isolated nuclei are able to respond to mechanical tension by adjusting their rigidity

The cellular response to mechanical cues involves the transduction of biochemical signals by various subcellular components such as cell-adhesion complexes and the cytoskeleton. Mechanical forces are further transmitted to the nucleus through the linker of nucleoskeleton and cytoskeleton (LINC) complex, but the direct effect of force on the nucleus is not known. Guilluy et al. now show that isolated nuclei are able to respond to mechanical tension by adjusting their rigidity, and describe the nuclear mechanotransduction pathway that is involved in this response.


To mimic the transmission of mechanical stress from the cytoskeleton to the nucleus, the authors applied force directly to isolated nuclei of HeLa cells using magnetic tweezers to stimulate the displacement of magnetic beads that were coated with antibodies against the LINC complex component nesprin 1. The application of successive pulses of force triggered an increase in nuclear stiffness within seconds, which resulted in up to 35% reduction in bead displacement. Pharmacological inhibition of factors known to be involved in cell surface mechanotransduction did not prevent nuclear stiffening, which indicates the existence of a separate mechanotransduction pathway that adjusts the rigidity of the nucleus.

To determine whether the nucleoskeleton mediates nuclear stiffening, Guilluy et al. depleted specific nucleoskeletal components using short hairpin RNA (shRNA) and monitored the change in nuclear stiffness. Nuclei that were depleted of lamin A/C exhibited a large decrease in basal nuclear stiffness and failed to stiffen after multiple pulses of force, which suggests that lamin A/C is a major component of the nuclear response to mechanical force. To test this further, the authors isolated LINC complex proteins from nuclei and found that tension induces the recruitment of lamin A/C to the complex. This indicates that applying force on nesprin 1 triggers a reinforcement of the physical connection between the LINC complex and lamin A/C. Other proteins that have been found to be required for nuclear stiffening include SUN1 and SUN2, which interact with nesprins to form the LINC complex and to connect them to lamin A/C, and emerin, a protein of the inner nuclear membrane that binds lamin A/C and was previously shown to affect nuclear mechanics. Interestingly, emerin depletion prevented nuclear adaptation to force but increased basal nuclear rigidity.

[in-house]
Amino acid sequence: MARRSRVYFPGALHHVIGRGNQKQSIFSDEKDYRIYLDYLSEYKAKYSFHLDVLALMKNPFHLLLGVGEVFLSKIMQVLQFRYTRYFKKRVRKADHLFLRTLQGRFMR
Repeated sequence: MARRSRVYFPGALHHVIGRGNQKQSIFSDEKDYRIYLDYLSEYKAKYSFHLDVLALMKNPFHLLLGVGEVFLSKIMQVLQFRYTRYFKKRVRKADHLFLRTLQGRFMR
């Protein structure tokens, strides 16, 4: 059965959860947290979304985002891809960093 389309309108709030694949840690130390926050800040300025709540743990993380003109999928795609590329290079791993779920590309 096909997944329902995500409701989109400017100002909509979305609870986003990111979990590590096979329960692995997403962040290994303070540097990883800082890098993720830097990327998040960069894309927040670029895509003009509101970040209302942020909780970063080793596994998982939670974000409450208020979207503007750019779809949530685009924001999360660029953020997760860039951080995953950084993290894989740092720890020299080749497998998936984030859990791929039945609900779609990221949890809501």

Protein phosphorylation is key to mechanotransduction. So, to understand the molecular basis of nuclear adaptation to force, the authors examined global Tyr phosphorylation of proteins from isolated nuclei. They found that force strongly induces the phosphorylation of emerin, and that this is mediated by the SRC family kinases (SFKs). The authors generated shRNA-resistant emerin mutants for residues known to be phosphorylated by SFKs and expressed them in emerin-knockdown cells. Nuclei expressing emerin mutant Tyr74 and Tyr95 showed decreased emerin phosphorylation in response to force and abolished lamin A/C recruitment to the LINC complex. Importantly, such nuclei failed to adapt to force.

Taken together, these results indicate that applying force to nesprin 1 activates SFKs, which phosphorylate emerin at Tyr74 and Tyr95, and mediates the mechanical adaptation of isolated nuclei. Thus, the structure of the LINC complex and nucleoskeleton organization are key factors in the transmission of mechanical stress to the nucleus.